Seriously, God has never given up on me.  Not during my youth when I seethed with anger and hatred and used people to make myself feel better, not after our son died and I raged against God for three years and told him to (just about lost my PG rating there), and not when I come back from committing the same sins in the same way even though I have asked forgiveness for this so many times I’m sick of hearing myself say it.

If you can relate to feeling like a trainwreck sometimes but still functioning, then know you aren’t alone.  God doesn’t love you less.  His grace is greater than your train-wreckedness.  I promise.  I’ve already scoped out that territory.

And if you wonder if God is getting tired of forgiving you, I’m quite sure he isn’t.  In fact, he’s never loved you more than he loves you right now, as you prepare for the 10,984th time to repent and ask him to help you stop.  Yeah, I’ve danced in that minefield, too.

Believing in grace, to me, means believing it’s too important to conceal.  I don’t do this perfectly.  Sometimes I try to keep my failures and sins to myself because I just feel too raw to have anyone look at me that way.  But people’s judgment really isn’t the issue, even though some days it feels  like it might be hydrochloric acid I’ve swallowed and that sensation is my organs getting eaten.  I’m getting over that.  It hasn’t killed me yet, so I’m starting to suspect it never will.  In contrast, I’ve had people tell me that hearing my struggles has helped save their lives and keep their faith.  That’s humbling.  It’s worth some writhing in misery discomfort.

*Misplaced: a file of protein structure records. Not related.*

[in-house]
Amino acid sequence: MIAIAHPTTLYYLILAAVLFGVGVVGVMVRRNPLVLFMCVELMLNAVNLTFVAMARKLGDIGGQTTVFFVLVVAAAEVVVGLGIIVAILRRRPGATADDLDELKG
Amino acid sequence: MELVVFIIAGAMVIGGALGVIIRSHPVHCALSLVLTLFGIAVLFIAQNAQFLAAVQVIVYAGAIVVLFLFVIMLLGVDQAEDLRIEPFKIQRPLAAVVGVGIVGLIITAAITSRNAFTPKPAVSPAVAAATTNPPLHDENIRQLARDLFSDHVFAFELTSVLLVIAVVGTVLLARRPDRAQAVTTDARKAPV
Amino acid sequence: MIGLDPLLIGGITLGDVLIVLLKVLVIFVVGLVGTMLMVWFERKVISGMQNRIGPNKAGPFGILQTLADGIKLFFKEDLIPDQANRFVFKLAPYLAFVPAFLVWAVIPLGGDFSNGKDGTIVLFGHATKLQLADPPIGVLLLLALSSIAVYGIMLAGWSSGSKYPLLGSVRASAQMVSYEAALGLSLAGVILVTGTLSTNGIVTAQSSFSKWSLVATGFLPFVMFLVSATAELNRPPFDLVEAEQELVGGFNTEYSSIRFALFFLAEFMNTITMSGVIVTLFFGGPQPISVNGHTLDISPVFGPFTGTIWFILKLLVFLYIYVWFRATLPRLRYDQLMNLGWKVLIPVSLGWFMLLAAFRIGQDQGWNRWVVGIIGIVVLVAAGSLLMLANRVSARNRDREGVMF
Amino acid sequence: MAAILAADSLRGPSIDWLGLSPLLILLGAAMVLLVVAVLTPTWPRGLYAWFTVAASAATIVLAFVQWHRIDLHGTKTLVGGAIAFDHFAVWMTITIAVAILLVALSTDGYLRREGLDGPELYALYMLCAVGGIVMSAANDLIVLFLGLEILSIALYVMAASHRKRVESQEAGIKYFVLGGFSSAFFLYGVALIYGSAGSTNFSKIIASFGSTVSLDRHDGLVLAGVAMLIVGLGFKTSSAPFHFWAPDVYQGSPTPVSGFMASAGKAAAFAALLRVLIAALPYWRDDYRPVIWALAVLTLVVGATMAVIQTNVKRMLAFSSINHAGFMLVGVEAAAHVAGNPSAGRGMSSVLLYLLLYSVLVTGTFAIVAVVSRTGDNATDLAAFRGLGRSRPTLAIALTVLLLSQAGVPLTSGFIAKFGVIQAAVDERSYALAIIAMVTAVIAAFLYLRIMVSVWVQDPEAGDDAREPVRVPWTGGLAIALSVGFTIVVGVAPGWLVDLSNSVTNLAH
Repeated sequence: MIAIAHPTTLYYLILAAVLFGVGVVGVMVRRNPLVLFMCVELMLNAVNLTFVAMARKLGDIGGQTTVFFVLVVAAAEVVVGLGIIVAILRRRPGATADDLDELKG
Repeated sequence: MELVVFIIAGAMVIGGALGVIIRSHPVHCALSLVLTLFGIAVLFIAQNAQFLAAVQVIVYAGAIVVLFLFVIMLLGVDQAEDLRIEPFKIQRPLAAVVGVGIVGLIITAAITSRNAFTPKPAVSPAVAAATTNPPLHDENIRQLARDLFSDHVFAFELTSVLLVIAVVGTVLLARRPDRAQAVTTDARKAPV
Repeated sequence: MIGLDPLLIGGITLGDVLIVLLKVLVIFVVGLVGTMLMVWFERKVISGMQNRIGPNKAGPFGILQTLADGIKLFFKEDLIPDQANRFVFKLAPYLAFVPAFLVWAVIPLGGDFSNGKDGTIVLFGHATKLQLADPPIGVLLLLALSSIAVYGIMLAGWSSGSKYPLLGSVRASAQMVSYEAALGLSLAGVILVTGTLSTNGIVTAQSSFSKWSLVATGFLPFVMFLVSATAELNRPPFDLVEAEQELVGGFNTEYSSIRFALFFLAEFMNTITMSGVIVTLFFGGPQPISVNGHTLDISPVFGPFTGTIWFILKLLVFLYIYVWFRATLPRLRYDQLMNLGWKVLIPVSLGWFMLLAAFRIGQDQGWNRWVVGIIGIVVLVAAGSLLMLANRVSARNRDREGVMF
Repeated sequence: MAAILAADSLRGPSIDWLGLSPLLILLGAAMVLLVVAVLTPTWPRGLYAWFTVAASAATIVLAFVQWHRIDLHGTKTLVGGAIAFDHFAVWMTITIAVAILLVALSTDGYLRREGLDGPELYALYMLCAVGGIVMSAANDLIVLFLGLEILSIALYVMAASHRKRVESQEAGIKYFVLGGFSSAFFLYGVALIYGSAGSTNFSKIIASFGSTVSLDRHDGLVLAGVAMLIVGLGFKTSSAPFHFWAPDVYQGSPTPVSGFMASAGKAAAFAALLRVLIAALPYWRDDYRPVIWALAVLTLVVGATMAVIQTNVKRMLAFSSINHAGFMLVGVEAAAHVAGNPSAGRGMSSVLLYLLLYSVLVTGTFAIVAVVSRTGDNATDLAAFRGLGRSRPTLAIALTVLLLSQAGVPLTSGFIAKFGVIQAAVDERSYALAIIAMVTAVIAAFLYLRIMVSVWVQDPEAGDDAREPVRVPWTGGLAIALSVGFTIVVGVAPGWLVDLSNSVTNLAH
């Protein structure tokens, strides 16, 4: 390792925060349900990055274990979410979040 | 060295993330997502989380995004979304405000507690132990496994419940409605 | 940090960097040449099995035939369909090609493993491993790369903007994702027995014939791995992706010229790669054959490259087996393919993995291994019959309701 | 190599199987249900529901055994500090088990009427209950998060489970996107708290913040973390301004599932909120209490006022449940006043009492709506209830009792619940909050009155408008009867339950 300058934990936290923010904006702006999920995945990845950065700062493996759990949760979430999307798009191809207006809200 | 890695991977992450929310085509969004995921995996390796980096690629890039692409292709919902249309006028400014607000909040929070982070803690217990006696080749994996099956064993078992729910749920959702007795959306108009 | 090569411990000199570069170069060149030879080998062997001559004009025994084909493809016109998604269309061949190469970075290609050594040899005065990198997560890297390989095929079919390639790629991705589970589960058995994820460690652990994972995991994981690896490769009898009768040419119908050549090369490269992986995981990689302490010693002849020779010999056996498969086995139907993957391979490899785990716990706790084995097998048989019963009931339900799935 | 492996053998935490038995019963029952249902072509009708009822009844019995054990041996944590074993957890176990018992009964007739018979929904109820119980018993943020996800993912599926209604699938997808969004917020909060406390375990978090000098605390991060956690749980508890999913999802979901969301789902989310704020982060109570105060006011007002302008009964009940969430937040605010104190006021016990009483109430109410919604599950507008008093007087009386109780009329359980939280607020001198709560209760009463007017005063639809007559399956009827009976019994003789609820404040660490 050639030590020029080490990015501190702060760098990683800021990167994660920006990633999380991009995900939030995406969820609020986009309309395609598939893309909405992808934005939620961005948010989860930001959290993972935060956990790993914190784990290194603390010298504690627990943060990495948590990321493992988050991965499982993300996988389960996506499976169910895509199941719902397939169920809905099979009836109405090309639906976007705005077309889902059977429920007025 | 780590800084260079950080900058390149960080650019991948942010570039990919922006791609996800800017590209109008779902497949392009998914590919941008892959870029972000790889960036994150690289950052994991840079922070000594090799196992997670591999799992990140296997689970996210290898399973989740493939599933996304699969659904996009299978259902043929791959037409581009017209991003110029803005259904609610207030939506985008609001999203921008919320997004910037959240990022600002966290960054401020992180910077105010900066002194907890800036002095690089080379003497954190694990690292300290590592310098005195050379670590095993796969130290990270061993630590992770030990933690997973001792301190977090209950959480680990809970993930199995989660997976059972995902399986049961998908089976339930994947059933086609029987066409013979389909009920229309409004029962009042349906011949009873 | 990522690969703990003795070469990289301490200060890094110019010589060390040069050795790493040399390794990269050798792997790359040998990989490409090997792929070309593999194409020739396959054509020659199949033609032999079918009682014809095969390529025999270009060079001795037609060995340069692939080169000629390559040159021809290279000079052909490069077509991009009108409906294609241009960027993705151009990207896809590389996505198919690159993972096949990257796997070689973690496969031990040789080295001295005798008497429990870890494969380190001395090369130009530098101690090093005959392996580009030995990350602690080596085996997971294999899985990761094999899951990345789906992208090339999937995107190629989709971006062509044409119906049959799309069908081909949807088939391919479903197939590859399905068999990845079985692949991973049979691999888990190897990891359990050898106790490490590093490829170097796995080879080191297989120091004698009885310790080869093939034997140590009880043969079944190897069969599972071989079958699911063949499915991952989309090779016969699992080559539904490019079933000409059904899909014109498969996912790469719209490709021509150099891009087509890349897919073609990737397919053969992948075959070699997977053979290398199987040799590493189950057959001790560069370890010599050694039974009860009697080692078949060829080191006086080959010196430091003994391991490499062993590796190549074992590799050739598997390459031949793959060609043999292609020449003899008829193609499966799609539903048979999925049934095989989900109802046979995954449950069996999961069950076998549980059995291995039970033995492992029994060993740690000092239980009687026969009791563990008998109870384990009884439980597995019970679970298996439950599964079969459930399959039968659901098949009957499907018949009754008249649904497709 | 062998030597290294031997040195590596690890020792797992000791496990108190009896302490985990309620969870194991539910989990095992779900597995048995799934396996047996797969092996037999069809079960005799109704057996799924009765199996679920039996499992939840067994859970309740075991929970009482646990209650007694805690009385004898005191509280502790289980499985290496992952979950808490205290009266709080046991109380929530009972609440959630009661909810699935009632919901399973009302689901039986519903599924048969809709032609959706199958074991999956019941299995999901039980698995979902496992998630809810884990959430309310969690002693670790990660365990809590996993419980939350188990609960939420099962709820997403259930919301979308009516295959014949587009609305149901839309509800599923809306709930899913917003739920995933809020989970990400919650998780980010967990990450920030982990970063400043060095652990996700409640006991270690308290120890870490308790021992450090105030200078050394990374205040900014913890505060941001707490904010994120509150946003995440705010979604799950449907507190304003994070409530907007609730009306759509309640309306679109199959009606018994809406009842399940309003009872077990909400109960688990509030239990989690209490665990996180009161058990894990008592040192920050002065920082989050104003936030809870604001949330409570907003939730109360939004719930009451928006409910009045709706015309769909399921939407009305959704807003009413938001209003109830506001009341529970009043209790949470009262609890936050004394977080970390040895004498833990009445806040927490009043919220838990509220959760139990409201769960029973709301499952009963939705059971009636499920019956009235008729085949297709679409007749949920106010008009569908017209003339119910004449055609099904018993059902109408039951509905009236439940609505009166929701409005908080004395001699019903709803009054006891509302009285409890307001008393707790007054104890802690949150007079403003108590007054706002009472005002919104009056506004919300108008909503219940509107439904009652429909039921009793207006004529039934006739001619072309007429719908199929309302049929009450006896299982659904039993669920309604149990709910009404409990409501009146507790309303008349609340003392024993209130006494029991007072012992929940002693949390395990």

Bottom line, either God looks good or I do.  The goal is not for me to look bad.  If I’ve done something well or acted faithfully, I can point to God for that, too.  But doing so has credibility because I’m very clear about the times when I’ve face planted and God picked me back up, when I waded into the miry clay and he pulled me right back out.

Theologically, there are many reasons to give God glory.  The most pragmatic is this:  you need to know who God is.  This is how I know.  My life does have a purpose, I do enjoy being alive, and–I’ll say it–I am changing the world for the better.  I get credit for exactly none of that.

I am loved.  Though trainwreck and wretch I may be, I am God’s beloved.

I take no credit for that, either.

It’s grace.